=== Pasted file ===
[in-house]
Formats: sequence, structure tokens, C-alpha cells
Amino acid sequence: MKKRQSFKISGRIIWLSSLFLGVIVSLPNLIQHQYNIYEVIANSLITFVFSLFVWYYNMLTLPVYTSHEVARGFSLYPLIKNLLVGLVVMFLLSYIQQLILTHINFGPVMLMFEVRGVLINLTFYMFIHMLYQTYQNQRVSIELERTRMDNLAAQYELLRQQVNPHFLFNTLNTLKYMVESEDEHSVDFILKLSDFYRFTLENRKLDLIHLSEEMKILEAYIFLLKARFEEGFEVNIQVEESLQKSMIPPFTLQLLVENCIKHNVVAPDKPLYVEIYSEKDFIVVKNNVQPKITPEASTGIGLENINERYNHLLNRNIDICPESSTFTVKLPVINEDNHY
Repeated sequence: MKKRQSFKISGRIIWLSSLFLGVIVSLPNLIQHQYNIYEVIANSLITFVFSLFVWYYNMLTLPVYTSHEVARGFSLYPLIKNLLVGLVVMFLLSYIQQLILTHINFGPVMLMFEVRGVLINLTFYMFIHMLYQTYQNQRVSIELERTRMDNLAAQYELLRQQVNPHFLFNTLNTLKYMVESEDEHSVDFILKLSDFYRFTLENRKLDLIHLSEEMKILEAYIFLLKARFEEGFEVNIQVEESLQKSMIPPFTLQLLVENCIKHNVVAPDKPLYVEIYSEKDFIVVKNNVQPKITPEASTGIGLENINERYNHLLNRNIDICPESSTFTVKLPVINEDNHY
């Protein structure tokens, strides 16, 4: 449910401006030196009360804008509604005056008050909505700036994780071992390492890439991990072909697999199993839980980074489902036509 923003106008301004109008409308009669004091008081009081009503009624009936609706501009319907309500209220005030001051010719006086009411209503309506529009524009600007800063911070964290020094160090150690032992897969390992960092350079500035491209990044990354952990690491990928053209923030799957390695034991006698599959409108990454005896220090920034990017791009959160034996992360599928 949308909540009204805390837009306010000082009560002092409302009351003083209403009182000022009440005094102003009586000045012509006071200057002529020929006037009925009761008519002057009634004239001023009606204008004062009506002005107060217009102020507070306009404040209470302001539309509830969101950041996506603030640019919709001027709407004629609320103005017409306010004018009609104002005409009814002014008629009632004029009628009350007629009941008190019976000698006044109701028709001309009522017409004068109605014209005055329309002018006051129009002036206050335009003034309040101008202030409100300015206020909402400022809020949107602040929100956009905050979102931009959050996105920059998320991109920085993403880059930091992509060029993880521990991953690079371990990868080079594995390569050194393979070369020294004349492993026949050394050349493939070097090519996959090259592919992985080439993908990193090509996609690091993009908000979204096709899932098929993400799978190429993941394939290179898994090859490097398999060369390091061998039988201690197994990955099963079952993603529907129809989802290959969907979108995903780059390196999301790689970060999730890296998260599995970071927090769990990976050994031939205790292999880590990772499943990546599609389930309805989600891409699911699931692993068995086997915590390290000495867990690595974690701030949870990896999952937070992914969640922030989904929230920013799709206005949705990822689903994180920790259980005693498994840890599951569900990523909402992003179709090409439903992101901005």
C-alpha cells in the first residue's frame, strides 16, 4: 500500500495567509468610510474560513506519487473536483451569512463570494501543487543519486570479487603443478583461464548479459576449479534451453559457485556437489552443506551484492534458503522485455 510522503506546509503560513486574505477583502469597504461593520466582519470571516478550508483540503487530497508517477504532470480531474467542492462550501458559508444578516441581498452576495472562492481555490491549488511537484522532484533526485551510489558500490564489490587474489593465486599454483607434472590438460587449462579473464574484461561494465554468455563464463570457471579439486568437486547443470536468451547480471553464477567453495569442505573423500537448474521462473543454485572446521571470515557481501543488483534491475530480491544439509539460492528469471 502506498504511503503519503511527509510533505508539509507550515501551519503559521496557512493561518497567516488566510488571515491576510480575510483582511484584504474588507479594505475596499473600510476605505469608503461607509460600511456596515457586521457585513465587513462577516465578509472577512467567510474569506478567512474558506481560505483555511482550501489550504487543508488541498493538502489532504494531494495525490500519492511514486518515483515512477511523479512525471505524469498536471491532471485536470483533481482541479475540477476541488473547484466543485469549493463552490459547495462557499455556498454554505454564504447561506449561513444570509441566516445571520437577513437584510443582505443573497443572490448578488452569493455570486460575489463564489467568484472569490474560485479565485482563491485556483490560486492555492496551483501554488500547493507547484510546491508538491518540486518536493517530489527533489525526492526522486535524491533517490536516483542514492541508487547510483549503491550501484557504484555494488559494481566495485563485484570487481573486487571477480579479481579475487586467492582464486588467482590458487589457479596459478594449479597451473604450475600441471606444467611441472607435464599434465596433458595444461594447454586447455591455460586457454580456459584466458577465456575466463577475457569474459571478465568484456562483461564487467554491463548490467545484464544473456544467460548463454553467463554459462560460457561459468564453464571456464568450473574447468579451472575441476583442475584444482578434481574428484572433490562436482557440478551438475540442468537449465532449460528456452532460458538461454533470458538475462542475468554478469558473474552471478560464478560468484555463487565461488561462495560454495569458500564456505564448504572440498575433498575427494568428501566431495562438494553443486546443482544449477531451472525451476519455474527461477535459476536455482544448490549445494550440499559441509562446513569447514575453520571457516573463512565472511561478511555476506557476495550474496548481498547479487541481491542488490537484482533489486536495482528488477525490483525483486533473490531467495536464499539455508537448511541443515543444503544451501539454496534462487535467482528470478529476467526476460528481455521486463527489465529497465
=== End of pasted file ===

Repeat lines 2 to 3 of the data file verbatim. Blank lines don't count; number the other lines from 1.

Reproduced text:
Formats: sequence, structure tokens, C-alpha cells
Amino acid sequence: MKKRQSFKISGRIIWLSSLFLGVIVSLPNLIQHQYNIYEVIANSLITFVFSLFVWYYNMLTLPVYTSHEVARGFSLYPLIKNLLVGLVVMFLLSYIQQLILTHINFGPVMLMFEVRGVLINLTFYMFIHMLYQTYQNQRVSIELERTRMDNLAAQYELLRQQVNPHFLFNTLNTLKYMVESEDEHSVDFILKLSDFYRFTLENRKLDLIHLSEEMKILEAYIFLLKARFEEGFEVNIQVEESLQKSMIPPFTLQLLVENCIKHNVVAPDKPLYVEIYSEKDFIVVKNNVQPKITPEASTGIGLENINERYNHLLNRNIDICPESSTFTVKLPVINEDNHY